Awning window egress?

Every room in this house (built in 1982) had an “awning” type window. 44" wide by 44" tall. When you opened the window though it only opened 12" with the lever right in the center of the window. I’m 6’2" 210 and I know I would have a hell of a time trying to squeeze my way through that window just for fun. A fireman? Forget it… Is this something you guys would write up as an ERRO issue? There should be a clear net opening of 5.7sqft which by the type of window these are they are not. I plan on writing it up but would like to see what your guys’ opinions are. Thanks!

I’m new to this profession, but I would agree with you. The whole point is for safety and this would definitely be a risk during a house fire. Err on the side of caution would be my opinion.

You know I did some reading and some manufactures make the hardware removable. I did not check to see if it’s “removable” but I know its screwed into the window frame so “removable” is relative. That’s the point though right? If you’re trying to escape, now you’re spending time removing hardware?

Awning windows: These top-hinged windows make lousy egress windows. They don’t meet egress requirements in basements because the opened sash impedes entrance and exit. And those with center opening mechanisms don’t meet code because the hardware gets in the way. Only those with special hardware will meet egress requirements—and there aren’t many available.

3 Likes

I would write it up as a safety improvement item an let it go. In realty a fireman will just break out the window.

3 Likes

That is the truth. I would mention it as info only. Not likely the windows would be replaced, it is what it is.
Cheers

1 Like

And that includes the front door first and back door. LOL

On the contrary, a fire in a house it’s not going to standby wait for the firemen to arrive. What if there is an elderly person or a young child in there that is not able to break the window themselves? I don’t really have a soft way of writing this up. It’s either safe for occupants or not safe.

1 Like

throw the family cat through the window first then climb out…unless You are a cat person then use a chair…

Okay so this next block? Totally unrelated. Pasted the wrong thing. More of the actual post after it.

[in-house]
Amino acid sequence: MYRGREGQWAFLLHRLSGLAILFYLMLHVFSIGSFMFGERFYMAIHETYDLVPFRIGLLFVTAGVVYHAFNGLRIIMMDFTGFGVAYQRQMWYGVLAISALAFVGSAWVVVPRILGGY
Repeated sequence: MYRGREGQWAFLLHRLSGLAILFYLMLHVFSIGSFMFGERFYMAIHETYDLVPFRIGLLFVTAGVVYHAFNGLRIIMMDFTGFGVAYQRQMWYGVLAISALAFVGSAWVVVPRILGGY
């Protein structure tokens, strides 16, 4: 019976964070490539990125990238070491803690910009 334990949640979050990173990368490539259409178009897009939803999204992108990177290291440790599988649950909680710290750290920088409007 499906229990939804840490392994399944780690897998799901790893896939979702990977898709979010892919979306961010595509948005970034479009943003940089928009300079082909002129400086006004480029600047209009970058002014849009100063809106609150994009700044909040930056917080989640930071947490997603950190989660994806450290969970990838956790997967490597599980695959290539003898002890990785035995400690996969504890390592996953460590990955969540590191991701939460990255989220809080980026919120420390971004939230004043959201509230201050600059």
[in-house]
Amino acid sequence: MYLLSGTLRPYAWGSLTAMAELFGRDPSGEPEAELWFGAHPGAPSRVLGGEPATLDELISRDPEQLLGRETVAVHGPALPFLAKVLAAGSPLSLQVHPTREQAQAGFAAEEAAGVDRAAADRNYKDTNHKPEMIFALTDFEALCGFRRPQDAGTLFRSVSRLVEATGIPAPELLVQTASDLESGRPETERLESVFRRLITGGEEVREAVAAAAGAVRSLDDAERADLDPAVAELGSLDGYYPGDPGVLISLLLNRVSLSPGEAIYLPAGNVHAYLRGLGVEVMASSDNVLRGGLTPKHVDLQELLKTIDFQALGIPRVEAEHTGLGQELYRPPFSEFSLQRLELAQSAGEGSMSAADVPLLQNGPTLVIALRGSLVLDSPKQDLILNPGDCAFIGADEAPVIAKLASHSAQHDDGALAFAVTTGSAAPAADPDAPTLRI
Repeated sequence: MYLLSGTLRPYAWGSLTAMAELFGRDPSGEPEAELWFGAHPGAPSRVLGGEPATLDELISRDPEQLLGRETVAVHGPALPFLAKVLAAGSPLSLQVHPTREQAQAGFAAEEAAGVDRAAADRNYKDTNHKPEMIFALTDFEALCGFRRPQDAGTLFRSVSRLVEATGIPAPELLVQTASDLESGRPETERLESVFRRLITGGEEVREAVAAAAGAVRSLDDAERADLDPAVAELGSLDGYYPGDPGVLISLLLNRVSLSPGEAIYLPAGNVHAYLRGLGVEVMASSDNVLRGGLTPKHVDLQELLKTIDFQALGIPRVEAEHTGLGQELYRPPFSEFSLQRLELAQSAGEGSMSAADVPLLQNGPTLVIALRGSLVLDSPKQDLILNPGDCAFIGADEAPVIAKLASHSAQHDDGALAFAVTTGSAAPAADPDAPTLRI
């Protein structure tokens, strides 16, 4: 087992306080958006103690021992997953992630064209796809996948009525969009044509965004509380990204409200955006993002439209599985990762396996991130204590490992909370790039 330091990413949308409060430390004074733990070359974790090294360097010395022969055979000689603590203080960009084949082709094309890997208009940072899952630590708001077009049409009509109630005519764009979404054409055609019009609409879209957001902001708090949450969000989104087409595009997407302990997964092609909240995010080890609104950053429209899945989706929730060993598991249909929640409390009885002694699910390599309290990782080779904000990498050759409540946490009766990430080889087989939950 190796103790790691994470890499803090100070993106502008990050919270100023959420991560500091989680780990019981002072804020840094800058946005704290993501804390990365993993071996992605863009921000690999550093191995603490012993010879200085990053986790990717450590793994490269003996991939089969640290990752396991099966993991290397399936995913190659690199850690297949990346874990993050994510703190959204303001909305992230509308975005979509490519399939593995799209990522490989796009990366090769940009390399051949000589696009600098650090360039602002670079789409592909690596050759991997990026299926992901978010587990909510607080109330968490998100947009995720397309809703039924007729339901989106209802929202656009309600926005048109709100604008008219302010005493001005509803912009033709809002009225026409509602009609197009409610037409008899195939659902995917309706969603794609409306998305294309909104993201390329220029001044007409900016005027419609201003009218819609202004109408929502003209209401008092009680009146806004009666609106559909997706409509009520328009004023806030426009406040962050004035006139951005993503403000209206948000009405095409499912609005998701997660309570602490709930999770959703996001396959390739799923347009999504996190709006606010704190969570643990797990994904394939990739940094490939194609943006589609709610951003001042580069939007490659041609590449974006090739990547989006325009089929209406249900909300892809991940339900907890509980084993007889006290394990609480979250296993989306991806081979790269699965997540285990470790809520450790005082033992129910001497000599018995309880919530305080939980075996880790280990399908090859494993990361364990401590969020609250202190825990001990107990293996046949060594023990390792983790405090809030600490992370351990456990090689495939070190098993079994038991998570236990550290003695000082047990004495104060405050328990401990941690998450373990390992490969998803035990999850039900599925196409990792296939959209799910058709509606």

4 Likes

Jacob, just write it up as a potential safety hazard and why. As many stated, more than likely they won’t be replaced, however, you covered you ass. All you need to do. :wink:

Exactly, Thomas!..a potential safety hazard and why. They may choose to use it as a den or something else.

The International Building Code holds that, ‘every bedroom must contain at least one egress window.’
The window must be at least 5.7 SQ, square feet, at least 20" inches in width by 24" inches in height and an opening no higher than 44’ inches from the floor.

My interpretation. A: A window glazing, including the frame, at least 5.7 SQ, square feet, at least 20" inches in width by 24" inches in height, 44’ inches from the floor. Not the free opening.

Window: An opening in the wall or roof of a building, or vehicle, that is fitted with glass or other transparent material in a frame to admit light or air and allow people to see out.

2 Likes

shall have a net clear opening

1 Like

A 20 x 24 inch window is only 480 square inches (3.3 square feet). 5.7 square feet is 821 square inches.

1 Like

A lot of people out there don’t understand that 20" and 24" are minimums widths and heights respectively for clear openings.

Do an inspection in downtown Miami & you may see where no one is getting in or out!

image

1 Like

All three requirements must be met. You could have a 5.7 sf opening in a casement but the width is only 14". That would not comply for egress. That is way all must be met. Min 20" wide, min 24" high and min total net free clear opening area of 5.7sf. To open the window it requires no special knowledge or tools. This is why tilt in sashes are not acceptable with the sashes removed. As a side note, these dimensions were arrived at to fit a fireman with an airpack the ability to climb through even though they just break the hole window.

1 Like

Exactly. A window opening that’s the bare minimum of 24 in. high and 20 in. wide does not meet egress requirements, since its net clear opening is only 3.33 sq. ft. A window has to be taller and/or wider than these minimums to meet the 5.7-sq.-ft.-opening requirement.

On opening is an opening to fit the glazing. No bars.